Ashlee Simpson's first album was an Autobiography and her second is I Am Me -- clearly, she has a burning need to express herself, to explain who she is and why she is. Or, as she puts it on the title track, "I am me and won't change for anyone," which is a little ironic since the Ashlee of her 2005 sophomore effort is quite a bit different than the Ashlee of her 2004 debut. First off, there's her look. Gone are the dark, dyed locks; back is her natural blonde hair. Gone are the bright, happy colors and cute Ashlee depicted on the cover of Autobiography. In its place is a dark, shadowy black-and-white portrait of the singer on the cover, topped off by thick, gothic lettering. All of which makes Ashlee Simpson the first person in history to go goth by going blonde. Ashlee, with her co-songwriters John Shanks and Kara DioGuardi (Shanks also produces), has had enough with the fun, deciding that the time is ripe to prove Simpson is a serious artist. But she's really a celebrity, a creature of pop culture who lives her life on MTV and in tabloids, and then writes songs about the whole ordeal -- so, if you have any passing knowledge of ~US Weekly, ~Star, VH1's Best Week Ever, or such pop culture-saturated blogs as /Pinkisthenewblog, you will have a context for these songs. You'll know, for instance, that she broke up with fellow tween-pop starlet Ryan Cabrera and hooked up with That 70s Show's Wilmer Valderrama (aka Fez), prompting a feud with Lindsay Lohan. Armed with this, it's easy to hear "Boyfriend" -- as in "I didn't steal your..." -- as a retort to Lohan, to imagine the plaintive breakup allads being sung to Cabrera, to think of Wilmer as the subject of her new love songs, and to picture her posse from MTV's Ashlee Simpson Show when she sings about her girls being total best friends forever.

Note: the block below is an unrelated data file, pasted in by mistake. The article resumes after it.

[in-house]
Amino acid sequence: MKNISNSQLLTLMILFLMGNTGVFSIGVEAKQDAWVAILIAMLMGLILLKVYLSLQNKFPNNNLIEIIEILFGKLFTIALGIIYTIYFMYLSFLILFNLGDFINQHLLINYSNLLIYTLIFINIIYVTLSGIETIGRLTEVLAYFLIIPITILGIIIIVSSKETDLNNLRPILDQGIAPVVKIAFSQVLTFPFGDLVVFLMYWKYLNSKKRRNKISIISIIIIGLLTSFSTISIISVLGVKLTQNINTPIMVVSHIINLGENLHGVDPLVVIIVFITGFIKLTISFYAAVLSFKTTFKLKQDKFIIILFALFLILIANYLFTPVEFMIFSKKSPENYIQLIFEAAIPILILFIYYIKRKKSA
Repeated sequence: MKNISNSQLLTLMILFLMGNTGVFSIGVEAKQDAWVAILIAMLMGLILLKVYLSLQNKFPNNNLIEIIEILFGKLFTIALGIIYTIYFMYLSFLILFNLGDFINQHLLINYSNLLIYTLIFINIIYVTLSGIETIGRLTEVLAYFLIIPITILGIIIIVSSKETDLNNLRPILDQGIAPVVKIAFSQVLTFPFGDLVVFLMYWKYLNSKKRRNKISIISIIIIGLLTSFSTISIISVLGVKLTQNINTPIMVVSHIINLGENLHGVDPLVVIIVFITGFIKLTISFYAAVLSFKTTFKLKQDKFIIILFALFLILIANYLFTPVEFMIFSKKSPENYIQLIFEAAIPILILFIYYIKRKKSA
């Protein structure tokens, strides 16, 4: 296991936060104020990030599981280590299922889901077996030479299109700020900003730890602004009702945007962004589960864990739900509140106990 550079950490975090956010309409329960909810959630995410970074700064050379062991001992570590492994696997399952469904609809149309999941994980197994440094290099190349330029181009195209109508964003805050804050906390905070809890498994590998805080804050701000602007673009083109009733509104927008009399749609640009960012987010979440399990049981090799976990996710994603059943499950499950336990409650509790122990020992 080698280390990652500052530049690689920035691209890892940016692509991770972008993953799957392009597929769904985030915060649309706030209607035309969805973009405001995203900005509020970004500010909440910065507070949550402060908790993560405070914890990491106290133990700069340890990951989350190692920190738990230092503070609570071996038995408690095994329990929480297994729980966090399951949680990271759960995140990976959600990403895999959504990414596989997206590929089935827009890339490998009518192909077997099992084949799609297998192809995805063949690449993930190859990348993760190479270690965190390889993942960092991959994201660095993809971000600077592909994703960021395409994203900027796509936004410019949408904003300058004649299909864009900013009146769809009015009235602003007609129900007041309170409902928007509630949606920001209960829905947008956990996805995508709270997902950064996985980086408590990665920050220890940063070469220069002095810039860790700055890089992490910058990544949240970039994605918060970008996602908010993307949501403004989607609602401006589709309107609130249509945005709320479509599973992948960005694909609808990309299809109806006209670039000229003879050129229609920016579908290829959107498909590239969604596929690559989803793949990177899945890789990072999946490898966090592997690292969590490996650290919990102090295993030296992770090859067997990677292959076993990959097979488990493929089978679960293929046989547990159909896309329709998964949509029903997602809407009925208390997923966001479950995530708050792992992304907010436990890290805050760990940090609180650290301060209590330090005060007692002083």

While some of the songs on I Am Me do skirt typical adolescent themes, Simpson no longer sounds like she's sorting things out; she sounds sullen and defiantly complacent. Avril is still a touchstone, partially because Lavigne's mall-punk is at the foundation of Ashlee's pop, but also because this is as somber as Avril's second album. Yet I Am Me is hipper, or at least plays younger, since it flirts with dance and, especially, the '80s revivalism of the new millennium. When she flirts with dance, she either references dance-pop godmother Madonna -- explicitly so, since "Burnin Up" borrows its title from Madge's first confession from the dancefloor -- or Gwen Stefani (on "L.O.V.E.," spelled out as if it were bananas). While Ashlee uncannily sounds like Courtney Love when she snarls out the title track, she's put behind the punk-pop affectations of Autobiography in favor of new
ew wave fetishism. And unlike the second Kelly Osbourne record -- which shared a similar retro aesthetic -- I Am Me sounds completely of its moment, particularly in how it twists recent pop culture trends into easily digestible, disposable Hot Topic lifestyle music, presented with utter seriousness, as if her garden-variety changes in emotions and fashion were great revelations instead of just being what happens in adolescence. [A Japanese version included bonus tracks.] ~ Stephen Thomas Erlewine, Rovi